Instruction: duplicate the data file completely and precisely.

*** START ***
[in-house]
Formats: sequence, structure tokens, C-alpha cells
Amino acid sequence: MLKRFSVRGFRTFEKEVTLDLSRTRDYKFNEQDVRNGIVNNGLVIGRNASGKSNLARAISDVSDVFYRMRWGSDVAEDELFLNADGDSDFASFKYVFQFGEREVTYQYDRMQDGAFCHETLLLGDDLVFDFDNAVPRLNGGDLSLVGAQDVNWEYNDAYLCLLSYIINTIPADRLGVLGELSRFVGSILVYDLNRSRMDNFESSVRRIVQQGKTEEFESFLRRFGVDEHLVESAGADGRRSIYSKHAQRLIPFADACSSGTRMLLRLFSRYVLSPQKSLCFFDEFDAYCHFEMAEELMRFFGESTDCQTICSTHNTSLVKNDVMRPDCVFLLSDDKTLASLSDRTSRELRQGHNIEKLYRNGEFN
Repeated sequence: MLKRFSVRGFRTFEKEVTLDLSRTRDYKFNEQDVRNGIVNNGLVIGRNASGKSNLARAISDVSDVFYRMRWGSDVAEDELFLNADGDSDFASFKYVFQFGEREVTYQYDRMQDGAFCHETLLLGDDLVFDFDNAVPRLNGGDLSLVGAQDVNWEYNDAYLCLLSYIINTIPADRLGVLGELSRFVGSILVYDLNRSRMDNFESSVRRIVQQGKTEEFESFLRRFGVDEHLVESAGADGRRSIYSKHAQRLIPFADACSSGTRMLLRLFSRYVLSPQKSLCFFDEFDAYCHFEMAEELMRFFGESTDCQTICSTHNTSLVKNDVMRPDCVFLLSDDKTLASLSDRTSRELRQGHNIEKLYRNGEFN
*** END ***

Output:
[in-house]
Formats: sequence, structure tokens, C-alpha cells
Amino acid sequence: MLKRFSVRGFRTFEKEVTLDLSRTRDYKFNEQDVRNGIVNNGLVIGRNASGKSNLARAISDVSDVFYRMRWGSDVAEDELFLNADGDSDFASFKYVFQFGEREVTYQYDRMQDGAFCHETLLLGDDLVFDFDNAVPRLNGGDLSLVGAQDVNWEYNDAYLCLLSYIINTIPADRLGVLGELSRFVGSILVYDLNRSRMDNFESSVRRIVQQGKTEEFESFLRRFGVDEHLVESAGADGRRSIYSKHAQRLIPFADACSSGTRMLLRLFSRYVLSPQKSLCFFDEFDAYCHFEMAEELMRFFGESTDCQTICSTHNTSLVKNDVMRPDCVFLLSDDKTLASLSDRTSRELRQGHNIEKLYRNGEFN
Repeated sequence: MLKRFSVRGFRTFEKEVTLDLSRTRDYKFNEQDVRNGIVNNGLVIGRNASGKSNLARAISDVSDVFYRMRWGSDVAEDELFLNADGDSDFASFKYVFQFGEREVTYQYDRMQDGAFCHETLLLGDDLVFDFDNAVPRLNGGDLSLVGAQDVNWEYNDAYLCLLSYIINTIPADRLGVLGELSRFVGSILVYDLNRSRMDNFESSVRRIVQQGKTEEFESFLRRFGVDEHLVESAGADGRRSIYSKHAQRLIPFADACSSGTRMLLRLFSRYVLSPQKSLCFFDEFDAYCHFEMAEELMRFFGESTDCQTICSTHNTSLVKNDVMRPDCVFLLSDDKTLASLSDRTSRELRQGHNIEKLYRNGEFN